People with HIV who have reduced lung function have a higher risk of death, Infectious Disease Advisor reports.

Publishing their findings in the Annals of the American Thoracic Society, researchers assessed lung function among 396 HIV-positive participants of three cohorts between 2008 and 2009.

During a median 69 months of follow-up, 32 participants (8 percent) died.

After adjusting the data for various factors, the study authors found that having a postbronchodilator forced expiratory volume in 1 second (FEV1) to forced vital capacity (FVC) ratio of less than 0.7 was associated with a 2.47-fold increased risk of death from any cause. Additionally, a single-breath diffusion capacity for carbon monoxide (DLCO) test result below 60 percent was associated with a 2.28-fold increased risk of death.

When it came to CT or echocardiogram measures, none were associated with the risk of death after the researchers adjusted their data. However, before the data adjustment, having a greater wall thickness of medium-sized airways was linked to a 1.08-fold increased risk of death.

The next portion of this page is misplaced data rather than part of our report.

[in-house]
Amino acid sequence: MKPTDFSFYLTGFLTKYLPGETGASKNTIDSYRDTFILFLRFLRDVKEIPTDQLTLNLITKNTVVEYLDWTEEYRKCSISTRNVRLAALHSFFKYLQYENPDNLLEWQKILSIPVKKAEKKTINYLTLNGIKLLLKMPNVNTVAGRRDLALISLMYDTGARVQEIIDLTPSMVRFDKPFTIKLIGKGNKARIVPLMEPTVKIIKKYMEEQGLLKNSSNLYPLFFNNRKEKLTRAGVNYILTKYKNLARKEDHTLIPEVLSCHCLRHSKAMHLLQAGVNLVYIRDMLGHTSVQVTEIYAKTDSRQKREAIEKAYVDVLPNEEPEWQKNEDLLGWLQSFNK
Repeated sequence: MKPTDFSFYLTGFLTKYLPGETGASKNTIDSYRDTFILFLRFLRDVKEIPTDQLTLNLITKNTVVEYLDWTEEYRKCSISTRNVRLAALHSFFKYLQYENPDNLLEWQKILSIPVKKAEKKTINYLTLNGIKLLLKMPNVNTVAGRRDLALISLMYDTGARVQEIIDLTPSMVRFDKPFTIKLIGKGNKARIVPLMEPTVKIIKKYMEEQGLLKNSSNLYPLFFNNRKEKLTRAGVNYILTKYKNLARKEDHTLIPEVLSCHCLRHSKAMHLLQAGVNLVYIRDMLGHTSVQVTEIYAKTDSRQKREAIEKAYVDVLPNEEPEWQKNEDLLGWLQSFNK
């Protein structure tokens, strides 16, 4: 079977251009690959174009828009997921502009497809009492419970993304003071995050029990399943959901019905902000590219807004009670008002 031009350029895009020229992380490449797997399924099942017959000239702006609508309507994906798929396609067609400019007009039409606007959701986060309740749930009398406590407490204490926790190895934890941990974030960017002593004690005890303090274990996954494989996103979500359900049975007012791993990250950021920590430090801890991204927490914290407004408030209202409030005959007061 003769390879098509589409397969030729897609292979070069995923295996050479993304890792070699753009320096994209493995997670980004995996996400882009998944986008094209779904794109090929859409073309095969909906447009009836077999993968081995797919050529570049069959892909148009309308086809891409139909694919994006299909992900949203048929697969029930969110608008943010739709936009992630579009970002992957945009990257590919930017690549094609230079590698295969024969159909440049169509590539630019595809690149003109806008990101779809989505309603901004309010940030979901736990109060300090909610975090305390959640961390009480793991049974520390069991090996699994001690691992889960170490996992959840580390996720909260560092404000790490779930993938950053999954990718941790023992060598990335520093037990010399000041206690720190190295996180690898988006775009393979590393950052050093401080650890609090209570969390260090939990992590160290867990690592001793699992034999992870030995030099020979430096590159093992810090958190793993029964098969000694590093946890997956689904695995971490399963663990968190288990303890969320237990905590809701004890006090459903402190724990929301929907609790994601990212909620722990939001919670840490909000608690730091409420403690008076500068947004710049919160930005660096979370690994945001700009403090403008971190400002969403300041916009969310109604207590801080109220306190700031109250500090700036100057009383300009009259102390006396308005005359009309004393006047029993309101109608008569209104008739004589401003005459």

Coinfection with hepatitis C virus (HCV) was associated with a 2.68-fold greater risk of death. Having a higher HIV viral load at the study’s outset was associated with a 1.5-fold greater risk of death for every 10-fold relative increase in viral load.

“Airflow obstruction and impaired diffusing capacity appear to be associated with all-cause mortality in HIV-infected persons over an average of six years of follow-up,” the study authors concluded. “These data highlight the importance of lung dysfunction in HIV-infected persons and should be confirmed in larger cohorts and with extended follow-up periods.”

To read the Infectious Disease Advisor article, click here.

To read the study abstract, click here.